A Blunder by the National Atheist Party

I’m getting excited for the Reason Rally next weekend in Washington, D.C., which promises to be the largest and most spectacular atheist gathering in recent history – possibly the largest ever. Given the numbers of people likely to show up and the corresponding amount of media coverage it could receive, it’s to be expected that the rally would be targeted by Christians trying to exploit our efforts for their own publicity. We’ve already heard about proselytizers who intend to come and preach at us (my guess: they fail to win converts, we deconvert a few of them), as well as a gang of theologians who plan to release a book of warmed-over apologetics with a Reason Rally theme slapped on top (because apparently it’s too hard for them to come up with their own title).

When I heard that the Westboro Baptist Church, the hate-cult infamous for their “God Hates Fags” signs, was going to show up and picket, I just rolled my eyes, figuring it would be just one more part of the religious circus sideshow. But my reaction was very different when I heard that an atheist group, the National Atheist Party, had initiated contact with them and effectively dared them to come:

This gathering, officially called the Reason Rally, promises to be the largest secular event in history. Surely you would not want to miss history being made…. As an official Reason Rally sponsor, the National Atheist Party will be making an information booth from which to promote our organization. Stop by and socialize if you have time.

As I wrote on Friendly Atheist, this was an act of spectacularly bad judgment, one that makes me lose a great deal of confidence in the National Atheist Party as a group. WBC exists for two reasons: to get attention by showing up at other people’s events and parasitizing their publicity; and to fund their continued existence by filing lawsuits against people who assault them or localities that violate their constitutional rights.

Inviting them to the Reason Rally has no upside for us, and a large potential downside in that, if they cause a scene or if Reason Ralliers get into an altercation with them, we run the risk of having the media coverage be about them, rather than about us. In effect, it helps them to siphon off some of the publicity and attention we’ve worked hard to secure for ourselves. WBC could have come on their own, and might well have anyway (especially since a former family member, Nate Phelps, is speaking there on our behalf); but inviting them accomplishes absolutely nothing useful for us.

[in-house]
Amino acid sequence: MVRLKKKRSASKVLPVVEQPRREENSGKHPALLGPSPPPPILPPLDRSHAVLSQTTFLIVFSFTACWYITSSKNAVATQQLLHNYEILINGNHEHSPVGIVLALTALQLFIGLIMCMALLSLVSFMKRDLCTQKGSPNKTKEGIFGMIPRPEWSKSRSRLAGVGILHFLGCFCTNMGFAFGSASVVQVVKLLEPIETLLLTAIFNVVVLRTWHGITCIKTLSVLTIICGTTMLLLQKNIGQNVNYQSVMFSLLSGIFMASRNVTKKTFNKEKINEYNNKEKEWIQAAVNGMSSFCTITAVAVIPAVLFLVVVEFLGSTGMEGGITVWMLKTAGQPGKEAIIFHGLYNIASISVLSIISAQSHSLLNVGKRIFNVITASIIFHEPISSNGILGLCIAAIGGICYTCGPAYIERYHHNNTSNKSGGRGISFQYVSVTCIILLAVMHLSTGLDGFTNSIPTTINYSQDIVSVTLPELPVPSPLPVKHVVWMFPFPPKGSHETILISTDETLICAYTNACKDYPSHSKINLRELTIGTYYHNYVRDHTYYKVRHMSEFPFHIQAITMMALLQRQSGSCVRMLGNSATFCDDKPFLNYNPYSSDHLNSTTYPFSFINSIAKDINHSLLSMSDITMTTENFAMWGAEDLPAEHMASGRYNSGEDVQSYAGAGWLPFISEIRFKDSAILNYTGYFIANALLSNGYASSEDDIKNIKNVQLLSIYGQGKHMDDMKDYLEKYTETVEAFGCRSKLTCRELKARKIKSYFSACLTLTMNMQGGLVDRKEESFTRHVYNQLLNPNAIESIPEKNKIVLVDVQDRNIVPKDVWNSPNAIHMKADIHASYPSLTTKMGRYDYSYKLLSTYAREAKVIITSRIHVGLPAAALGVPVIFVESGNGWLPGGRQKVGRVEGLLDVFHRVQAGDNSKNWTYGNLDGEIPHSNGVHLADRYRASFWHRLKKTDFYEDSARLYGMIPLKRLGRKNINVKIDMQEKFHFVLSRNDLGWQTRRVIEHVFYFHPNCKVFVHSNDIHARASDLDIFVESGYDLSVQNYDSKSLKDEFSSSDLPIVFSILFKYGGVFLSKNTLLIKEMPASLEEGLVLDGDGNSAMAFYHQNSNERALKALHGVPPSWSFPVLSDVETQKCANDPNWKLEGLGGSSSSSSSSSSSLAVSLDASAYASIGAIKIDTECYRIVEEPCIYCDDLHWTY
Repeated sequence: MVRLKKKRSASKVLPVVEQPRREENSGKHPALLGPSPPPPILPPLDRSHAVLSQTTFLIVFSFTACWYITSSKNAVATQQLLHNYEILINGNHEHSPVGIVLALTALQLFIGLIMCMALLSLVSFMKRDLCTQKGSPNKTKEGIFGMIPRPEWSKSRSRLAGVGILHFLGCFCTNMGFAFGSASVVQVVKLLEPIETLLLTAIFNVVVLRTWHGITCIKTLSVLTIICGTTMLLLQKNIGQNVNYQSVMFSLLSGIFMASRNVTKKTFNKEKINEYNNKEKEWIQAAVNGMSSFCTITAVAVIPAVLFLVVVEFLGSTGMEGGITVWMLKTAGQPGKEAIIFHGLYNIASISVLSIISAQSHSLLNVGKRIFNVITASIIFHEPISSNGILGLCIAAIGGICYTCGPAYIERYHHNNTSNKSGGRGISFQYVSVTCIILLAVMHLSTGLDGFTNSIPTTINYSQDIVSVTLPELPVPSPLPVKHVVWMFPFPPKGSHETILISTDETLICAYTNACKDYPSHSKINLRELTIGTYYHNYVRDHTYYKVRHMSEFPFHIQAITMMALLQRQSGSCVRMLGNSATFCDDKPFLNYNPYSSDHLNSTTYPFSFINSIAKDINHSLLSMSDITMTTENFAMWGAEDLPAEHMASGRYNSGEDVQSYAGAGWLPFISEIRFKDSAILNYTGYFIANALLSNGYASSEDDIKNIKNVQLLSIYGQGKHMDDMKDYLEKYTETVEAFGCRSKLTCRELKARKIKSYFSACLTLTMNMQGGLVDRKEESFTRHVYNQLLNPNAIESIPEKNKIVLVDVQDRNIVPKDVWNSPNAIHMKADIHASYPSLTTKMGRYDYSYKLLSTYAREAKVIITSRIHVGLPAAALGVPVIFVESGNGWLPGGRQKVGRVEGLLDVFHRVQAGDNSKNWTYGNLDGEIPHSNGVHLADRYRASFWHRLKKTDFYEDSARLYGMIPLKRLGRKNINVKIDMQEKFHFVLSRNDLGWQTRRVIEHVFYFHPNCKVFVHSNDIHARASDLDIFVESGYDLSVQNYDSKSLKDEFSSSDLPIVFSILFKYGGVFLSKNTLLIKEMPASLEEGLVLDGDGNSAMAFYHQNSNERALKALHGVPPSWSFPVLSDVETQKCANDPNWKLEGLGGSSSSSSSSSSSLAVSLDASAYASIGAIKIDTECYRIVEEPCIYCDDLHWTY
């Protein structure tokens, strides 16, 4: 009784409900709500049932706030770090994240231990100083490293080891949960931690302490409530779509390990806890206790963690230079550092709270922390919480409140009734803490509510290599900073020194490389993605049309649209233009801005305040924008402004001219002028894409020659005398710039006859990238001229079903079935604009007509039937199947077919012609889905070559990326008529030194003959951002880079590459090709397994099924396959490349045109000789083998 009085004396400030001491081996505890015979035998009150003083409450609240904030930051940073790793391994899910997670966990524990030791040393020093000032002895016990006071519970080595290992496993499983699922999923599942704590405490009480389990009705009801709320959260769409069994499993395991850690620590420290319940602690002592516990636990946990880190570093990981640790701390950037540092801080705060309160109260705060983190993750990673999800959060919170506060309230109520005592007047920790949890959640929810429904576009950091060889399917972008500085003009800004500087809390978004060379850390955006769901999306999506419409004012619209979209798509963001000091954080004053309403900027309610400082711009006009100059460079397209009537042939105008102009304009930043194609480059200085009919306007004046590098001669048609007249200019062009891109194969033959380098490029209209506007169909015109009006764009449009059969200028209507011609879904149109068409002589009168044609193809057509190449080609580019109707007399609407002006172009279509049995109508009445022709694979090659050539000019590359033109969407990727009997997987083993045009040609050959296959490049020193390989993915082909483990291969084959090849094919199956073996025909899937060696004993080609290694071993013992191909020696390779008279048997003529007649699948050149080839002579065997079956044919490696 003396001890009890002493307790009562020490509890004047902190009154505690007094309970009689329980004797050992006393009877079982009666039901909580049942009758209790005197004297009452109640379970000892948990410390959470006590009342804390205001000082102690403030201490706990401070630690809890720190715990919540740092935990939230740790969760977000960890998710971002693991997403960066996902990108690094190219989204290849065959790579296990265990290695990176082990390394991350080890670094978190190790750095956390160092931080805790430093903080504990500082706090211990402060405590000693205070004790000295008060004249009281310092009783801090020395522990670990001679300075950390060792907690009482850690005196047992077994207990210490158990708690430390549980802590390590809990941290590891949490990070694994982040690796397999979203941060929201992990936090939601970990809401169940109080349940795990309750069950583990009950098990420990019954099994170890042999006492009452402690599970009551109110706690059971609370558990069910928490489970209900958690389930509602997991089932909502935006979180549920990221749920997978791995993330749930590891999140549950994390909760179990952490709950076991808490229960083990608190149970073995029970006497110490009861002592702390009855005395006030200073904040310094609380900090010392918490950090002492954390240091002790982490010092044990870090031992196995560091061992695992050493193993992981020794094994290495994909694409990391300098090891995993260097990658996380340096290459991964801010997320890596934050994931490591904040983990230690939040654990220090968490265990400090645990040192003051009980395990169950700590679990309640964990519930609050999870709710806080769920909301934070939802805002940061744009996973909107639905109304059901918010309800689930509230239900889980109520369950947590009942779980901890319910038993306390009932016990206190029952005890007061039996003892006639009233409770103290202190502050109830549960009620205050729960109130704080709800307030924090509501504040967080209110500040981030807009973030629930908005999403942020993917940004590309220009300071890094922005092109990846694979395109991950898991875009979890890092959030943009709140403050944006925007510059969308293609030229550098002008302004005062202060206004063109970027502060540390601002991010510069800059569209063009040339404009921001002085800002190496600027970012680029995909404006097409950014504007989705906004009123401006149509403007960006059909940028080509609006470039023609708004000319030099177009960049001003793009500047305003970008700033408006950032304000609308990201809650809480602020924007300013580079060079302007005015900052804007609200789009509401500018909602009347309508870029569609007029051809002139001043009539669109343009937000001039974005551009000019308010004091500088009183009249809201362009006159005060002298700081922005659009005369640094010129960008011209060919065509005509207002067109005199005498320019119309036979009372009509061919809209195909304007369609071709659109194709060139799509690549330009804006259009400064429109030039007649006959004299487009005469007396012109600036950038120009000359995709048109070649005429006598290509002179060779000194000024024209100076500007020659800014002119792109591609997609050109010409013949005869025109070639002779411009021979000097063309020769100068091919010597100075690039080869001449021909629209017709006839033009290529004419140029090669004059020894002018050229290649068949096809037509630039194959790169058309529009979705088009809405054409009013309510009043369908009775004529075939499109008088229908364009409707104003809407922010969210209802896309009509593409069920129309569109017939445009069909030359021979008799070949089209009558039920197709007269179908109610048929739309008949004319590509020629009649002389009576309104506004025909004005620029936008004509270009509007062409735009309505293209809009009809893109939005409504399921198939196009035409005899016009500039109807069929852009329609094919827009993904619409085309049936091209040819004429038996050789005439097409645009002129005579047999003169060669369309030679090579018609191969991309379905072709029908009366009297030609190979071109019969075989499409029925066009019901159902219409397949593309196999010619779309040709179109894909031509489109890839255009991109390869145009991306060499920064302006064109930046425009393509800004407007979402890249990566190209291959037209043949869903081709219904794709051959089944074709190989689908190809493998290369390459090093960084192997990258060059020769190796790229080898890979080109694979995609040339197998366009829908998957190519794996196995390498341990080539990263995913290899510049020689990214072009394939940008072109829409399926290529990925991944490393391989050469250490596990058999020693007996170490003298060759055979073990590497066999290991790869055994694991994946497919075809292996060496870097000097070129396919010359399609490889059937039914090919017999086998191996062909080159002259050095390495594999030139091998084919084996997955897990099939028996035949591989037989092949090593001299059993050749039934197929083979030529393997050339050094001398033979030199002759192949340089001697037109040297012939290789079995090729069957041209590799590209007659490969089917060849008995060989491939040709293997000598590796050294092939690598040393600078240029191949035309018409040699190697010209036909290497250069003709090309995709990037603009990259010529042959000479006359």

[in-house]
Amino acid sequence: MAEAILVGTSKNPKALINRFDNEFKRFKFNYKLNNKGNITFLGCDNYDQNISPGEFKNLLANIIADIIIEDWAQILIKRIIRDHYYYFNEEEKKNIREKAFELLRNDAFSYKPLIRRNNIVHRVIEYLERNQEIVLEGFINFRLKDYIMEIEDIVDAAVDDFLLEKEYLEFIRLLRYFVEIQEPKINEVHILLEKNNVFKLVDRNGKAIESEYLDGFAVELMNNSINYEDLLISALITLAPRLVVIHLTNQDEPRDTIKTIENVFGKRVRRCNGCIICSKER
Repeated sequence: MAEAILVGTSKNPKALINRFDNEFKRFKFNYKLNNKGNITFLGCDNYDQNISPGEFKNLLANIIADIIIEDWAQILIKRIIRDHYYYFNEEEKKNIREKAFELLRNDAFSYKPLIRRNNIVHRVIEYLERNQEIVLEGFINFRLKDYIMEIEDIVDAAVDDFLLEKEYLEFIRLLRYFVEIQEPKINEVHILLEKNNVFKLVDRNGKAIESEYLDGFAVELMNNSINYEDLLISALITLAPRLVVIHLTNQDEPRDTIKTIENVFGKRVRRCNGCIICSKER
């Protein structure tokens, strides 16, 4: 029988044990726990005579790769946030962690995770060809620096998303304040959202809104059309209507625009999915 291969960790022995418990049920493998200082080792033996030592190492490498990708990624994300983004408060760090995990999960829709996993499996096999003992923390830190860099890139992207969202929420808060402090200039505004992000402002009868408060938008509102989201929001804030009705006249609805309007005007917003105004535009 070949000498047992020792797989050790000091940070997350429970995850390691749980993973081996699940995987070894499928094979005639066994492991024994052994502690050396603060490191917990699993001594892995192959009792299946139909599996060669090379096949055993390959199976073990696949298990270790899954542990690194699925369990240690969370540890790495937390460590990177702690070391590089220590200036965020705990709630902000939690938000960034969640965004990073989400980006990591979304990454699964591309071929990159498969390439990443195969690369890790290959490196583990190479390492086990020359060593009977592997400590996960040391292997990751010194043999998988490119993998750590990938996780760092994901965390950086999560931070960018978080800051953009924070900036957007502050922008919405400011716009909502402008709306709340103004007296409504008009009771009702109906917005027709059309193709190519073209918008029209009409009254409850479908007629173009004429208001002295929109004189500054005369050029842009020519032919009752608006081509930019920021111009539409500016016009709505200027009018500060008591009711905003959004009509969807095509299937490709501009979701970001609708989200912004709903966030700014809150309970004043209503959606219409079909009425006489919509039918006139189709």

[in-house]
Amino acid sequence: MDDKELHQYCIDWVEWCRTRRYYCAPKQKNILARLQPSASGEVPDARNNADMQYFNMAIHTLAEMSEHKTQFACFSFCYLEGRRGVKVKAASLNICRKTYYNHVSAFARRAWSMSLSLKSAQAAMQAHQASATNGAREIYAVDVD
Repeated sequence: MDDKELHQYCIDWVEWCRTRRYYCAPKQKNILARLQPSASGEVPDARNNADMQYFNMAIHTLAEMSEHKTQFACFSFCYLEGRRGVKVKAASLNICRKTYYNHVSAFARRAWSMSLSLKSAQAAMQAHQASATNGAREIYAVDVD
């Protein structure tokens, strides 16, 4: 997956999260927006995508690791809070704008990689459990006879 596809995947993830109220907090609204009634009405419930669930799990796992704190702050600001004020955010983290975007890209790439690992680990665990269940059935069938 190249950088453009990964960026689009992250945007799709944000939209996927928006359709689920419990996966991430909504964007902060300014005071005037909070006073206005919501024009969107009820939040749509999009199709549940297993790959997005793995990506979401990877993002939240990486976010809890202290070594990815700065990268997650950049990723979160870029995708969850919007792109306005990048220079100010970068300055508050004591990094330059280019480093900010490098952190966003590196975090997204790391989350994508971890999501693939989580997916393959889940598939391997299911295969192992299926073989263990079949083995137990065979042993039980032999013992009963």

The explanation given by the NAP was simply unbelievable:

According to polls, we are mistrusted almost as much as rapists. We often define ourselves by what we are: rational, intelligent, free, champions of equality. While all of this may or may not be true, we are depicted by our opponents as anything but. Part of the intention in inviting the WBC was to show who we are not.

Seriously? If this is really what they were thinking, why not invite some pedophile priests, too?

If we want to fight negative stereotypes of atheists, which is definitely something worth doing, we should do it by presenting a positive image of ourselves. We shouldn’t do it by inviting the worst religious people around just so we can stand next to them and look better by comparison. (And besides, how do they know that the media is going to follow the NAP’s playbook? How do they know that reporters aren’t going to write headlines like “National atheist rally extends invitation to hate group”?)

I wasn’t enamored with the NAP to begin with, but this misjudgment has seriously soured me on them. Even if you accept the argument that atheists ought to have their own, separate political party (which I don’t), people who have political instincts this poor shouldn’t be representing the atheist community in the arena of American democracy. What makes it worse, according to another comment on Friendly Atheist, is that the NAP signed up as a sponsor of the Reason Rally and then chose to extend this invitation completely on their own, without consulting any of the event organizers – a reckless, loose-cannon stunt that gives me cause to wonder whether they’re temperamentally suited for alliance-building and other vital aspects of politics at all.

When you’re acting on your own behalf, you can do whatever you like. You can invite Westboro Baptist to your local Skeptics at the Pub night if you want to. But we want to make a splash on the national stage, and that means everyone who’s participating needs to act in coordination. I remain hopeful that this will be only a tiny and insignificant distraction, and that the Reason Rally is going to be a big step forward for us – but clearly, there are some groups within the atheist movement who aren’t ready for prime time.

Image credit removed by request

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About Adam Lee

Adam Lee is an atheist writer and speaker living in New York City. His new novel, Broken Ring, is available in paperback and e-book. Read his full bio, or follow him on Twitter.


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